Immediate typically means:

  • As soon as possible based on best effort,

However sometimes it means :

  • Hard or soft real time constraints on the latency.

Deferred may mean:

  • As soon as possible after the end of some context (e.g. at the end of a time window)

But it may also means:

  • Exactly in 5:00PM, Anytime between 7:00 - 9:00 PM etc..

Indeed - not all events are processed immediately, the best example is an absent pattern based on time-out, in which the fact that the event did not happen is processed at the end of the time-out .

In some cases we also want to apply event patterns to historical event - which is known as "retrospective processing"; this will be discussed in another opportunity.

Monday, January 21, 2008

Unplanned events - again

This (more or less) how my MPV car looked like at the beginning of this day, unfortuantely, it does not look like this now -- while driving in a highway, there was some traffic congestion, and the traffic slowed down, however, the driver behind me has not detected this event and proceeded to drive full speed - as a result he crashed his small car into my car, totally destroyed his car, but made also substantial damage to the back of my car. So - I had an absent event, did not make the meeting I was driving to, had to wait for police, and then almost two hours for a replacement car from the leasing company -- so wasted much of the day. Luckily for me, I have detected that with the momentum of the crash, I am approaching very quickly a track before me -- and succeeded to stop the car before getting into the track -- otherwise, I may not be sitting at home and typing now -- so people also need to process events in real-time and not in batch...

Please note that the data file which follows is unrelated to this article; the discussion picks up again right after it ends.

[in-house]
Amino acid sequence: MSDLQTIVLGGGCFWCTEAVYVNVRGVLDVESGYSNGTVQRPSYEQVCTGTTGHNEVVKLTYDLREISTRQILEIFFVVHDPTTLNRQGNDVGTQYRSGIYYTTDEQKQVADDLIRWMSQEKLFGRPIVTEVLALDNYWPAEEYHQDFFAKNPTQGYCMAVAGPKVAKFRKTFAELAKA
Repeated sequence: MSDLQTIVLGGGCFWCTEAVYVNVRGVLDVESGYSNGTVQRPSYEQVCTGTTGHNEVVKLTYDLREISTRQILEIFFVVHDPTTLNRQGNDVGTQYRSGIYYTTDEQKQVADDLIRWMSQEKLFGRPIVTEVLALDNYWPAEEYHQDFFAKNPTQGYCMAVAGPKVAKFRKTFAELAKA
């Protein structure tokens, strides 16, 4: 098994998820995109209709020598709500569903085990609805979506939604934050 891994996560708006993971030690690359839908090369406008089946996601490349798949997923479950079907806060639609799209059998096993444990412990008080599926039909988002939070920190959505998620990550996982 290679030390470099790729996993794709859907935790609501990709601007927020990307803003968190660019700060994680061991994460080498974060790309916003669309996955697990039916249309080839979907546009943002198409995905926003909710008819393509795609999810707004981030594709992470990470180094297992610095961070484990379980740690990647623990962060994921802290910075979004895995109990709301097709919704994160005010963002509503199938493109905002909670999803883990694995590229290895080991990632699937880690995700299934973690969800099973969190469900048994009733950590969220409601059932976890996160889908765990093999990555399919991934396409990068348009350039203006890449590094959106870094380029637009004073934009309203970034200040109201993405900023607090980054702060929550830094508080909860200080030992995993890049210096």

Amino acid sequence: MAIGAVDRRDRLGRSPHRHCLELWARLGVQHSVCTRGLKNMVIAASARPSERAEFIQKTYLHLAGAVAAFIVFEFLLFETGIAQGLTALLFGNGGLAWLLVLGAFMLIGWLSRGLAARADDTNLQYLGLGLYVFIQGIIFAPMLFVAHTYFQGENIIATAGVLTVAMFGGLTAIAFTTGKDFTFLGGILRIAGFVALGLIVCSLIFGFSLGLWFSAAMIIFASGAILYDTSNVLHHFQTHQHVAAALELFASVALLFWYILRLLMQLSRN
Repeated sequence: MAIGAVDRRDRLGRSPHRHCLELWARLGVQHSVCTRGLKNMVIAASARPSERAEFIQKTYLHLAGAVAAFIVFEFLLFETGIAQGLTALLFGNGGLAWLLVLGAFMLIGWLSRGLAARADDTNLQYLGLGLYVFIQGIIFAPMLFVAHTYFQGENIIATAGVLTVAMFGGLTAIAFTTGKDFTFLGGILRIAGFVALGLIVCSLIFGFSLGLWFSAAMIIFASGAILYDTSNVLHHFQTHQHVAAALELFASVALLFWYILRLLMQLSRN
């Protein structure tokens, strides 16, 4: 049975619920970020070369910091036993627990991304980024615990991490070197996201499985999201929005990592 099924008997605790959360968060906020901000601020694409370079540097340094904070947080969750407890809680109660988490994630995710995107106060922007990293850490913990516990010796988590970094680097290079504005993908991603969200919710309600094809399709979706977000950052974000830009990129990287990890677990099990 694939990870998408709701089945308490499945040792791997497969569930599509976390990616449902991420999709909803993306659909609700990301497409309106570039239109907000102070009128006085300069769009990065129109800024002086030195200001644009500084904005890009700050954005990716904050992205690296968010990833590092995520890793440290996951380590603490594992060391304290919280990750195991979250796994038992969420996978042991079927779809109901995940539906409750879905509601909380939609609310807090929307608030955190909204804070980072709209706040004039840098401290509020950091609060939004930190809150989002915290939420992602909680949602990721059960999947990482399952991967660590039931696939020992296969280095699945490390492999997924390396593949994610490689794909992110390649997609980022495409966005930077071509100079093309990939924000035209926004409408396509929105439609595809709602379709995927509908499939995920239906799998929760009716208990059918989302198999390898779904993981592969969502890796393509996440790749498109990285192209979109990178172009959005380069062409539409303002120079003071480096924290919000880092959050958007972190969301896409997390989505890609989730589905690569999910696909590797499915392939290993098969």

Sunday, January 20, 2008

On ECA and E*C*A*

Back on the ridge - Haifa is a collection of ridges on the Carmel mountain, my residence neigborhood Ramat Begin is seen here from bird eye's view. Anyway - still have some backlog from discussions last week in the CITT conference. One notion is about ECA (Event-Condition-Action) and its role in Event Processing. A few months ago in the VLDB conference I've met
Umesh Dayal, HP Fellow and a person with inspiring work, and we had a short discussion whether the area of "active databases" we have both involved in the past has failed, Umesh was in the opinion that while it has not become mainstrem in database products, as we hoped, but the notion of ECA (that has been coined by Umesh and his colleagues in the HiPAC project) has survived and had a substantial impact in various technologies (not necessarily in the database area). ECA stands for Event - Condition - Action. ECA still has role in event processing, however, this role is more similar to the role of rules in Event Processing - and mainly used in the edge of the EPN network, where the event is being consumed, ECA rules can control the action that is being trigerred at the consumer side. Interestingly enough we can charachterize the "event processing network" itself also using the same three letters - with stars - E*C*A* , where the interpretation is:
  • E* - zero or more events that a single agent see (AKA "event cloud")
  • C* - zero or more contexts that the agent is associated with
  • A* - zero or more agents are activated.

The EPN routes events (both input event from a producer, and derived events from the EPN agents) according to context to activate agents.